Our Final Stop: San Luis Obispo

And then we reached the Madonna Inn!  This is another one that’s been on my wish list for a long time.  We stayed in the rich-looking Dez room (part of Ren Dez Vous), with beautiful velvet wallpaper and gold details.  I adored the room and didn’t want to leave to do anything!


You really need to visit the Madonna Inn to truly take in all of the decor.  It’s impossible to describe, but it’s amazing and delightful!353

We did end up leaving the room (eventually) and went horseback riding on the grounds of the Madonna Inn!  While on the trail, we saw a coyote which I thought was pretty cool!

We also went to downtown San Luis Obispo to hunt down an herb shop I wanted to check out.  It was hidden in a beautiful area and had amazing teas.  If you’re in the area, check out the Secret Garden Herb Shop.

After that, we went down to Pismo beach to go ATVing on the dunes!  It was frightening, especially at the start, but I finally got the hand of it.  To top off the day, we went to a delicious chip-based restaurant called Chipwrecked.  A place that specializes in Gourmet Potato Chips is worth a stop in my book!


After our fun in San Luis Obispo and Pismo Beach, it was time to head back north to SF.  If we hadn’t stopped at places like Big Sur and Monterey many times in the past, these would definitely have been on our road trip list.  (So make sure to build these into your itinerary if you haven’t seen them before!!)


It was a wonderful trip, and we got to see so much in this part of the country that we had never gotten to see. I am really thankful that we had this opportunity to explore and learn – and that we were able to do it together.  I love making memories.  I hope you enjoyed this little sneak peak into your trip and that it inspires you to take on a new adventure!


ocean song








best west coast road trip! (part two)

If you missed part 1, you can check it out here.   On to the next part of the journey:

From Jacumba to Tijuana.

After Jacumba, we continued along the border until we got to the crossing into Tijuana.  We decided we wanted to dedicate some time on our short trip to popping into Mexico because neither of us had been before.  While I know this is not necessarily the best or most authentic Mexico experience, I really enjoyed getting to explore and walk around for the day.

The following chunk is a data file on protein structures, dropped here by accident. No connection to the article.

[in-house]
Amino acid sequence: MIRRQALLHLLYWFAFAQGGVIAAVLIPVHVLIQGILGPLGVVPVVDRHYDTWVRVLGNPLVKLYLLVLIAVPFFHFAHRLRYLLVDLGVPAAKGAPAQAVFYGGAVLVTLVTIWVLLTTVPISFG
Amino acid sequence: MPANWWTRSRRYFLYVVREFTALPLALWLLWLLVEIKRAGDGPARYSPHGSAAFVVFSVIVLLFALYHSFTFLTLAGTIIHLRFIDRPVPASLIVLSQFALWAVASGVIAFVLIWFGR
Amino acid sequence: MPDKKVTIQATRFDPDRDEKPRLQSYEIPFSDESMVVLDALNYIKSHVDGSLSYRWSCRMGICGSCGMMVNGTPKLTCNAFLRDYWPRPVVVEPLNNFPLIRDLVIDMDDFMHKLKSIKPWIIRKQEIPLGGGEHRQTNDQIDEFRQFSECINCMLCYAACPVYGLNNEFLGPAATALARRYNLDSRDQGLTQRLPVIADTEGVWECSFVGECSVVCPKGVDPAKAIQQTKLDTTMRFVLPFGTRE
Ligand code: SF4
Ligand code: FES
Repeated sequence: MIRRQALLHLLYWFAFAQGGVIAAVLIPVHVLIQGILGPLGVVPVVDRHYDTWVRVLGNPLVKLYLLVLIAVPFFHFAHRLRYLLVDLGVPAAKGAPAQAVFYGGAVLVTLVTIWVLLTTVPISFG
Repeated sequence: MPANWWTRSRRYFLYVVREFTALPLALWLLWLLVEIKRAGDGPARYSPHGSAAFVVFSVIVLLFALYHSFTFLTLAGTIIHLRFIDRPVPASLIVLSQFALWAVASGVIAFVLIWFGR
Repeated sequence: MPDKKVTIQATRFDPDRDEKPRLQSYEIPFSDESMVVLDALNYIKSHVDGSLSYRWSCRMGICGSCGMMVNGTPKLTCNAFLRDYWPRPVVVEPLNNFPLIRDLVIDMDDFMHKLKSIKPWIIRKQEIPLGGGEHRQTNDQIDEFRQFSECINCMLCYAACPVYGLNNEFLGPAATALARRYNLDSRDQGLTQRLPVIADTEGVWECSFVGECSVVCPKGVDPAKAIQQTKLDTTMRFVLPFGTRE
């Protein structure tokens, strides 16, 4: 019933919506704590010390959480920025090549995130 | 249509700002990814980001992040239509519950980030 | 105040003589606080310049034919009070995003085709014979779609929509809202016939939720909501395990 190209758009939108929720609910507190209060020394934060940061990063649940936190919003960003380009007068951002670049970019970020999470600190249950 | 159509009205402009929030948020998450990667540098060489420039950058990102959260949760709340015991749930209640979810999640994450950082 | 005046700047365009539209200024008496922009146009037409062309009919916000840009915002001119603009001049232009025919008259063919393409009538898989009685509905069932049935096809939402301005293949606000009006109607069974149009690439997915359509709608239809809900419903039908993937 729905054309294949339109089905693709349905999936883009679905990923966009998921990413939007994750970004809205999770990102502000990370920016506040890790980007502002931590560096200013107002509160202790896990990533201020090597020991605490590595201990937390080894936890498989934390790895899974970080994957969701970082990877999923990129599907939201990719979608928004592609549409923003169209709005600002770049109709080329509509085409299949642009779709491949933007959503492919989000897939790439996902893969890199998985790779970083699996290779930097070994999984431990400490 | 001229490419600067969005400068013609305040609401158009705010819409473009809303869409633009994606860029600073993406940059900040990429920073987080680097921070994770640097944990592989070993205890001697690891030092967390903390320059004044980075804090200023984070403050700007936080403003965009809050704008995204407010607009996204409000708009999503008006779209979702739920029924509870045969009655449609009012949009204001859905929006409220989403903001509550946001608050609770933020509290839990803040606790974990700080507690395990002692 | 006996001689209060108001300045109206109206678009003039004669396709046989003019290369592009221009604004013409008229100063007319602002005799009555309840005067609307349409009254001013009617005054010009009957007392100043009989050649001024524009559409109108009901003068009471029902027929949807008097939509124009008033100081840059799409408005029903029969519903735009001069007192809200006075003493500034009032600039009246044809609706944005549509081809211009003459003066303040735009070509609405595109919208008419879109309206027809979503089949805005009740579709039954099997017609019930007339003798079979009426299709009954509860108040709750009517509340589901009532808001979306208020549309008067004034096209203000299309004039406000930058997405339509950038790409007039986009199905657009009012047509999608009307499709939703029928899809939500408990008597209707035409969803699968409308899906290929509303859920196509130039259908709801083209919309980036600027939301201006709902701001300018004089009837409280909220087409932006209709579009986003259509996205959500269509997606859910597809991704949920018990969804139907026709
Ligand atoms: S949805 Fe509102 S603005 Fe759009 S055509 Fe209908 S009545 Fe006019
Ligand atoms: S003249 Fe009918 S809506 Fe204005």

After we arrived, we went to Playas de Rosarito.  It’s a cute little beach town about 20 minutes driving from Tijuana.  It was recommended to us by our cab driver and we figured we might as well explore a bit.


We walked around the shops and then we ate at a cute little spot called El Nido.  I love their decor and the food was delish!

95skulls97restThere were so many great murals and paintings on buildings and in the streets.  I loved trying to capture them.  Their colors and textures were mesmerizing.

(There was a whale mural on the way to Rosarito that I loved, but unfortunately couldn’t catch on my camera.  Does anyone have a photo of it by chance?!)


Of course, we also went down to the beach and walked along the ocean.

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After visiting Rosarito, we headed back to Tijuana and walked down Avenida Revolucion.  We also visited Mercado Hidalgo and there were so many wonderful fruits, herbs, and goods.  It was really neat to visit!


Back to the States & North-bound!

After spending the day walking around the city, we were pretty worn out.  Unfortunately, then it took about 3 hours for us to get through the line to get back into the U.S. By the time we got back to our car it was already dark.   We had plans to stay on a sailboat in a marina in the San Diego harbor, so we went straight there and got cozy in the small boat for the night.

We woke up bright and early and went to San Diego’s Donut Bar for a yummy breakfast.  We also visited Balboa Park and walked around.  The Spreckels Organ Pavilion was gorgeous, and the area had such a nice vibe.  There were a lot of people out and about, enjoying the park and museums.  I wish we had more time there!